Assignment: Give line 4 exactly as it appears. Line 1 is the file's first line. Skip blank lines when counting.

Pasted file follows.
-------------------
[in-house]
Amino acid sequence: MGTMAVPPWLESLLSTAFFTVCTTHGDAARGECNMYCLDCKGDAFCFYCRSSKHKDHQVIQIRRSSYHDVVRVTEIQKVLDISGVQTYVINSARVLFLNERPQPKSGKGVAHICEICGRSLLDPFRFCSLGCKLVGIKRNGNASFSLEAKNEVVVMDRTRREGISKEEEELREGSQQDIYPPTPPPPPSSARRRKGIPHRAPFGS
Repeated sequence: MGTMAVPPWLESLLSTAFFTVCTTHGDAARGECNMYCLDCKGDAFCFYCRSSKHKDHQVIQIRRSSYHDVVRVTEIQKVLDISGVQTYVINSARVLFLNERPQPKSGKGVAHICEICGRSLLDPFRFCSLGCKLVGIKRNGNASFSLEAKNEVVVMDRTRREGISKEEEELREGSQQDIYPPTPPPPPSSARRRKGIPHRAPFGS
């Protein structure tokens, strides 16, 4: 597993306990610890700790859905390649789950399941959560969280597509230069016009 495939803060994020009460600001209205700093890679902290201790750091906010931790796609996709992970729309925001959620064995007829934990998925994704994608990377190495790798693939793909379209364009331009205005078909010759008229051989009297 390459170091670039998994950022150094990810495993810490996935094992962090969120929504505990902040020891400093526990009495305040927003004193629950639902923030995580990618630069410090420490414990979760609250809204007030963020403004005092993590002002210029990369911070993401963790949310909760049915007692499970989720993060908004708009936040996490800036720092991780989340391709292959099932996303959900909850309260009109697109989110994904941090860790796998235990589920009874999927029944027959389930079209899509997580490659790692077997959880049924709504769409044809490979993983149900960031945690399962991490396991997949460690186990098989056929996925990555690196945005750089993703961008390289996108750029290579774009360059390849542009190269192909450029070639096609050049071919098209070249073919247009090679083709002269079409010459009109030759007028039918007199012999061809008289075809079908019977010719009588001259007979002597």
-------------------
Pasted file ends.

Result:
């Protein structure tokens, strides 16, 4: 597993306990610890700790859905390649789950399941959560969280597509230069016009 495939803060994020009460600001209205700093890679902290201790750091906010931790796609996709992970729309925001959620064995007829934990998925994704994608990377190495790798693939793909379209364009331009205005078909010759008229051989009297 390459170091670039998994950022150094990810495993810490996935094992962090969120929504505990902040020891400093526990009495305040927003004193629950639902923030995580990618630069410090420490414990979760609250809204007030963020403004005092993590002002210029990369911070993401963790949310909760049915007692499970989720993060908004708009936040996490800036720092991780989340391709292959099932996303959900909850309260009109697109989110994904941090860790796998235990589920009874999927029944027959389930079209899509997580490659790692077997959880049924709504769409044809490979993983149900960031945690399962991490396991997949460690186990098989056929996925990555690196945005750089993703961008390289996108750029290579774009360059390849542009190269192909450029070639096609050049071919098209070249073919247009090679083709002269079409010459009109030759007028039918007199012999061809008289075809079908019977010719009588001259007979002597």